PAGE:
Figure 2. 3D far field radiation plot of 2 × 1 rectangular patch antenna array.

Figure 3. S11 graph of array antenna.

Figure 4. Phase vs. frequency curve.

3.3. Gain and Directivity of Array Antenna

An antenna’s gain (G) is directly related to its directional performance (D). The term “directivity” describes the degree to which an antenna favors transmitting power along one route over others. Figure 5 shows the gain and directivity curves of the array at the resonating frequency. At the resonance frequency, the antenna array has a directivity of 10.50 dB, a gain of 9.90 dB, and stable radiation performance. Improving gain and directivity while keeping radiation characteristics to a minimum was the main focus throughout the antenna array. The gain and directivity of a single patch antenna were reported to be 7.59 dB and 7.70 dB, correspondingly, in [28] . The proposed design features an impressive 10 dB or more of directional selectivity in the desired direction, together with a high gain.

3.4. Smith Chart Result

It can be noticed in Figure 6 that ADS Momentum’s curve corresponds to the Smith chart’s curve for the input coefficient of reflection. At its lowest resistance which corresponds to the array antenna’s resonance frequency of 3.30 GHz, as shown in the Smith plot. The lowest impedance point of the antenna, denoted by the m3 marker, is likewise located there. The antenna has an impedance of RA = Zo (1.002 + j0.007) ohm, as calculated using the Smith chart.

Figure 5. Gain and directivity graphs.

Figure 6. Smith chart result of array antenna.

Figure 7. Efficiency of the array antenna.

3.5. Efficiency

Figure 7 depicts the efficiency of this antenna. The array antenna has 88.25% efficiency.

4. Conclusion

At the appropriate frequency of operation, the proposed model exhibits outstanding gain (9.90 dB) and radiation characteristics. More than 88% radiation efficiency and 10.50 dB of directivity are also attained with the existing layout. In [28] , the gain and directivity were 7.59 dB and 7.70 dB, respectively, for a single patch antenna at 3.3 GHz Frequency and using RT-Duroid 5880 as dielectric material. The results of all of these simulations point to the same conclusion, which is that the gain and directivity of an antenna are exactly proportional to the number of patches contained inside an array. The microstrip patch array antenna that has been proposed can successfully be utilized in vehicle satellite communication and automotive radar systems to collect electromagnetic energy in the 3.3 GHz range (S-Band). So, the proposed concept is suitable for S-band applications requiring high gain while utilizing minimal power. For the purpose of future study, a microstrip array antenna that makes use of 2 × 2 array elements has the potential to significantly improve its gain, directivity, radiation pattern, and efficiency.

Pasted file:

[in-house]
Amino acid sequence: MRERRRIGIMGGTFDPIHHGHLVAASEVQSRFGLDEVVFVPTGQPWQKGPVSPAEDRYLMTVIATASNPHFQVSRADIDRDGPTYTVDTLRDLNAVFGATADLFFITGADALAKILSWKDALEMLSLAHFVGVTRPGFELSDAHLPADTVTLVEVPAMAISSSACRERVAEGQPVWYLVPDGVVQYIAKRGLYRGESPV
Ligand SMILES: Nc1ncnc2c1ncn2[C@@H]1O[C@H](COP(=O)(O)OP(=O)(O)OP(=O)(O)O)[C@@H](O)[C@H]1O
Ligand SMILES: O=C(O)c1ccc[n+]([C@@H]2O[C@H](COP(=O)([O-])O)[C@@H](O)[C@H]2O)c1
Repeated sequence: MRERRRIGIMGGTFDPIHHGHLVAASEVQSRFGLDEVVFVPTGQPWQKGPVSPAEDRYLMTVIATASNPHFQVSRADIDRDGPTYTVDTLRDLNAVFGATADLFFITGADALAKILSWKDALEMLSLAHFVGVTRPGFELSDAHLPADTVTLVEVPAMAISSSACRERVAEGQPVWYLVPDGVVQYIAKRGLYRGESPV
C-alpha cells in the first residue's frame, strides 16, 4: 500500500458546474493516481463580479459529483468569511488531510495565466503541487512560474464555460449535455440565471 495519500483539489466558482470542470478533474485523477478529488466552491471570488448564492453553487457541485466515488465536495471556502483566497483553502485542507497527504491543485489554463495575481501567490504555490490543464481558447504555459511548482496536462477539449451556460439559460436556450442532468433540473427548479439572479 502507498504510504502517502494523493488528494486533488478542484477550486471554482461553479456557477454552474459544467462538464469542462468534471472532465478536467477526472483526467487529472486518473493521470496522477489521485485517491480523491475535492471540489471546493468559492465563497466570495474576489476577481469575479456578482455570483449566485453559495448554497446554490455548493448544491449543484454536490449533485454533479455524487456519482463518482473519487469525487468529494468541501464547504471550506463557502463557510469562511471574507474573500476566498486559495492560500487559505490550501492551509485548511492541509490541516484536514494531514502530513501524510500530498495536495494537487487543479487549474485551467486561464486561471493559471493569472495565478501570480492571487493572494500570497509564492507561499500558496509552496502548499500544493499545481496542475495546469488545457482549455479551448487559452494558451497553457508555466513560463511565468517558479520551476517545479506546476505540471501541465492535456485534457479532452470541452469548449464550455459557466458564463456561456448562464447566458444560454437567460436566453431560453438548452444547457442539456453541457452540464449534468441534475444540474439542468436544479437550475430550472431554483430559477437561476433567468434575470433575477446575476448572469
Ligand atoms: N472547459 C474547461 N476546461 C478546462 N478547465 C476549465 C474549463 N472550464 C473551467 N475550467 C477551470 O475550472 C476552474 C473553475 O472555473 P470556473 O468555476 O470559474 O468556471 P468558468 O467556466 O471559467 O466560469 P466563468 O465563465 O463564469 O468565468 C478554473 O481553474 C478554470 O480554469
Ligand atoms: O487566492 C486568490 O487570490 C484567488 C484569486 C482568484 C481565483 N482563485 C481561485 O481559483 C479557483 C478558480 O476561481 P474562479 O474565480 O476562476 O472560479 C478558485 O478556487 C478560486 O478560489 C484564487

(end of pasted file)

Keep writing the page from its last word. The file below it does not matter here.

Words cannot express my gratitude to my parents and colleagues of my university for their invaluable patience and feedback. I also could not have undertaken this journey without my teachers, who generously provided knowledge and expertise. Additionally, this endeavor would not have been possible without the generous support from my supervisor, who guideline me to do my research.

Conflicts of Interest

The authors declare no conflicts of interest regarding the publication of this paper.